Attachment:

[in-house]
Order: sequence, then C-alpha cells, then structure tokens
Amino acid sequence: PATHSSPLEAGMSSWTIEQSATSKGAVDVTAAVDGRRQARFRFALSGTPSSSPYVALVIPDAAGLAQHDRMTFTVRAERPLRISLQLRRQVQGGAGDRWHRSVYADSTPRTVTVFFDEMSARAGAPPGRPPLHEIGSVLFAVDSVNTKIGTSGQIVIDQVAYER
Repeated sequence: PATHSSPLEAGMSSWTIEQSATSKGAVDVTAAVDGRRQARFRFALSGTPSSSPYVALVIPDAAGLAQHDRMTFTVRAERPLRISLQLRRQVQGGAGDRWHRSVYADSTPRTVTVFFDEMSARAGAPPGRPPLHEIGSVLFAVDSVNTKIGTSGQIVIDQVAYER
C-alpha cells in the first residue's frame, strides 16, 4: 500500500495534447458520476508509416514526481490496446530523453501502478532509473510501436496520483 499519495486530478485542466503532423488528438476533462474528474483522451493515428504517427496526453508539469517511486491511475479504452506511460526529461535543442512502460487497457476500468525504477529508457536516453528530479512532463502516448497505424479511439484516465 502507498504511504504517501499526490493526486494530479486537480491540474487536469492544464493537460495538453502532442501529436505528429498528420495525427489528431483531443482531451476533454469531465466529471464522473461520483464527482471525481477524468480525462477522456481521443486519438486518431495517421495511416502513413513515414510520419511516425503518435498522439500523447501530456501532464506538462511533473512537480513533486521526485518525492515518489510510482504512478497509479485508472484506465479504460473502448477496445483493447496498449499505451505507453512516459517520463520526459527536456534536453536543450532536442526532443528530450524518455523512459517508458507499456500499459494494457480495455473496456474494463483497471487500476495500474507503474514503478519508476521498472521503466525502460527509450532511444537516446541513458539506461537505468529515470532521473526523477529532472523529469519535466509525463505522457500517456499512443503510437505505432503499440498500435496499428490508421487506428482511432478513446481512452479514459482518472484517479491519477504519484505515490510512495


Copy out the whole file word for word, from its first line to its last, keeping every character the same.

[in-house]
Order: sequence, then C-alpha cells, then structure tokens
Amino acid sequence: PATHSSPLEAGMSSWTIEQSATSKGAVDVTAAVDGRRQARFRFALSGTPSSSPYVALVIPDAAGLAQHDRMTFTVRAERPLRISLQLRRQVQGGAGDRWHRSVYADSTPRTVTVFFDEMSARAGAPPGRPPLHEIGSVLFAVDSVNTKIGTSGQIVIDQVAYER
Repeated sequence: PATHSSPLEAGMSSWTIEQSATSKGAVDVTAAVDGRRQARFRFALSGTPSSSPYVALVIPDAAGLAQHDRMTFTVRAERPLRISLQLRRQVQGGAGDRWHRSVYADSTPRTVTVFFDEMSARAGAPPGRPPLHEIGSVLFAVDSVNTKIGTSGQIVIDQVAYER
C-alpha cells in the first residue's frame, strides 16, 4: 500500500495534447458520476508509416514526481490496446530523453501502478532509473510501436496520483 499519495486530478485542466503532423488528438476533462474528474483522451493515428504517427496526453508539469517511486491511475479504452506511460526529461535543442512502460487497457476500468525504477529508457536516453528530479512532463502516448497505424479511439484516465 502507498504511504504517501499526490493526486494530479486537480491540474487536469492544464493537460495538453502532442501529436505528429498528420495525427489528431483531443482531451476533454469531465466529471464522473461520483464527482471525481477524468480525462477522456481521443486519438486518431495517421495511416502513413513515414510520419511516425503518435498522439500523447501530456501532464506538462511533473512537480513533486521526485518525492515518489510510482504512478497509479485508472484506465479504460473502448477496445483493447496498449499505451505507453512516459517520463520526459527536456534536453536543450532536442526532443528530450524518455523512459517508458507499456500499459494494457480495455473496456474494463483497471487500476495500474507503474514503478519508476521498472521503466525502460527509450532511444537516446541513458539506461537505468529515470532521473526523477529532472523529469519535466509525463505522457500517456499512443503510437505505432503499440498500435496499428490508421487506428482511432478513446481512452479514459482518472484517479491519477504519484505515490510512495